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Changes to air passenger bill of rights coming this spring, transport minister says

Transport Minister Omar Alghabra is seen speaking to reporters.

Transport Minister Omar Alghabra said Tuesday the government will overhaul the airline passenger bill of rights in response to travellers’ claims that the system is fundamentally flawed.

Critics have dismissed the airline regulations as inadequate since they were introduced by the Liberal government in 2017. Until now, Ottawa has been reluctant to make any changes.

Major travel disruptions last summer — and a problem-plagued Christmas travel season — have made it clear that reforms are necessary to better protect passengers from airlines that don’t live up to their service standards, Alghabra told reporters on the sidelines of a federal cabinet retreat in Hamilton.

“Stay tuned — you’ll see action, you’ll see new tools introduced. Mark my words. I feel the frustrations of Canadians. I heard them. Canadians don’t want to see angry politicians, they want to see politicians take action,” he said.

Transport Minister Omar Alghabra speaks to the media at the Hamilton Convention Centre in Hamilton during the second day of meetings at the Liberal cabinet retreat. (Nick Iwanyshyn/The Canadian Press)

Alghabra said regulatory reform — and possibly new legislation — will be introduced this spring to bolster passengers’ rights. It will be one of the government’s priorities when Parliament resumes sitting next week, he said.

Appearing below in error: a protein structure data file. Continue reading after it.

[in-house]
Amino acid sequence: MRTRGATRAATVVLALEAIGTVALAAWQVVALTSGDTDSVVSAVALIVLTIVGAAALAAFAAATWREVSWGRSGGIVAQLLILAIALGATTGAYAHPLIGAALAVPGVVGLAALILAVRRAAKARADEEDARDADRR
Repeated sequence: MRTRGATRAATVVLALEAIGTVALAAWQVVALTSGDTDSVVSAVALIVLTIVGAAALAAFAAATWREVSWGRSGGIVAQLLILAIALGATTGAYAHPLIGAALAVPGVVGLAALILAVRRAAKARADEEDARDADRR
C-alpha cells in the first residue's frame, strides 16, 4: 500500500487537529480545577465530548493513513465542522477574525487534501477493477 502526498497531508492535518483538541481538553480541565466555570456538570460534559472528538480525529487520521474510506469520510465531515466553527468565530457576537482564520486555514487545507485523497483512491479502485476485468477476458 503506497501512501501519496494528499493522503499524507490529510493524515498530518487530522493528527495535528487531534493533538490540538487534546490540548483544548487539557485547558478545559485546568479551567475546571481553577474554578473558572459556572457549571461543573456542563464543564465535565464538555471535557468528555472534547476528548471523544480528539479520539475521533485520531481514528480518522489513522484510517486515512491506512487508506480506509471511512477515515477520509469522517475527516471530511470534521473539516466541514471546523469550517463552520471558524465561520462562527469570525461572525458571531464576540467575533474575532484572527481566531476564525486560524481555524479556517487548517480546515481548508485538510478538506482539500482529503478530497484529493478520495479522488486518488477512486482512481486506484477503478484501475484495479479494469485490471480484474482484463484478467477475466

A major winter storm in the days before and after Christmas wreaked havoc on the travel industry, leaving passengers stranded as airlines cancelled hundreds of flights.

Sunwing, a leisure carrier that primarily serves passengers travelling to vacation destinations down south, left an untold number of passengers in Mexico when it suspended some routes. The disruptions prompted some 7,000 complaints to the airline from passengers who were left out-of-pocket by the delays.

While bad weather is hard to avoid in a country like Canada, Alghabra said changes are still necessary to make the travel experience more tolerable.

Over the holidays, passengers complained not only of weather-related delays but also inadequate communication from the airlines about rescheduled flights and lost bags.

Airlines can be expected to push back against any proposed changes.

During a heated House of Commons transport committee meeting earlier this month, officials from Air Canada, WestJet and Sunwing expressed frustration with how the regime operates. They argue other industry players, like government security agencies and airport authorities, should also be on the…

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